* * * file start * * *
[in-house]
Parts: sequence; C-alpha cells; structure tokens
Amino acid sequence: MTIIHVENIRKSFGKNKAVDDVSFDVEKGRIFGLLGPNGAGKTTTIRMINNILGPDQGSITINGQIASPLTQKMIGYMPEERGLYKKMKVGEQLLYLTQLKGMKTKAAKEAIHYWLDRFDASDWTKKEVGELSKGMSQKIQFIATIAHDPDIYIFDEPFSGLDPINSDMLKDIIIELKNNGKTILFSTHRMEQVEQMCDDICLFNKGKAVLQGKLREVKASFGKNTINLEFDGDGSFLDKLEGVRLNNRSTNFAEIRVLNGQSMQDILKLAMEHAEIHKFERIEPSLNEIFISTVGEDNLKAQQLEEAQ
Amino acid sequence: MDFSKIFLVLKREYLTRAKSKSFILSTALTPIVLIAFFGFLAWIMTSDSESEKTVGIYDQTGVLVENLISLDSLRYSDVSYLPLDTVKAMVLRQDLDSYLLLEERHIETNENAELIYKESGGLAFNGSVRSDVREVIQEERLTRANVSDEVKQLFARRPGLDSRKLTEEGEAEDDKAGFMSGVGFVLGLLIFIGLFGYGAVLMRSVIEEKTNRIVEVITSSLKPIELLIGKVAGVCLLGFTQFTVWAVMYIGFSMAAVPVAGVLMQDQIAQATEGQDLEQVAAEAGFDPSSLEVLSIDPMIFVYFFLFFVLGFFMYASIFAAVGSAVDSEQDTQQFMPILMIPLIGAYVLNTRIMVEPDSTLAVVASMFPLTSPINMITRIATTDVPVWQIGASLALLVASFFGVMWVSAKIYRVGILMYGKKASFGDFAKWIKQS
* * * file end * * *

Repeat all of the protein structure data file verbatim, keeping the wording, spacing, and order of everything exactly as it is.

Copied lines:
[in-house]
Parts: sequence; C-alpha cells; structure tokens
Amino acid sequence: MTIIHVENIRKSFGKNKAVDDVSFDVEKGRIFGLLGPNGAGKTTTIRMINNILGPDQGSITINGQIASPLTQKMIGYMPEERGLYKKMKVGEQLLYLTQLKGMKTKAAKEAIHYWLDRFDASDWTKKEVGELSKGMSQKIQFIATIAHDPDIYIFDEPFSGLDPINSDMLKDIIIELKNNGKTILFSTHRMEQVEQMCDDICLFNKGKAVLQGKLREVKASFGKNTINLEFDGDGSFLDKLEGVRLNNRSTNFAEIRVLNGQSMQDILKLAMEHAEIHKFERIEPSLNEIFISTVGEDNLKAQQLEEAQ
Amino acid sequence: MDFSKIFLVLKREYLTRAKSKSFILSTALTPIVLIAFFGFLAWIMTSDSESEKTVGIYDQTGVLVENLISLDSLRYSDVSYLPLDTVKAMVLRQDLDSYLLLEERHIETNENAELIYKESGGLAFNGSVRSDVREVIQEERLTRANVSDEVKQLFARRPGLDSRKLTEEGEAEDDKAGFMSGVGFVLGLLIFIGLFGYGAVLMRSVIEEKTNRIVEVITSSLKPIELLIGKVAGVCLLGFTQFTVWAVMYIGFSMAAVPVAGVLMQDQIAQATEGQDLEQVAAEAGFDPSSLEVLSIDPMIFVYFFLFFVLGFFMYASIFAAVGSAVDSEQDTQQFMPILMIPLIGAYVLNTRIMVEPDSTLAVVASMFPLTSPINMITRIATTDVPVWQIGASLALLVASFFGVMWVSAKIYRVGILMYGKKASFGDFAKWIKQS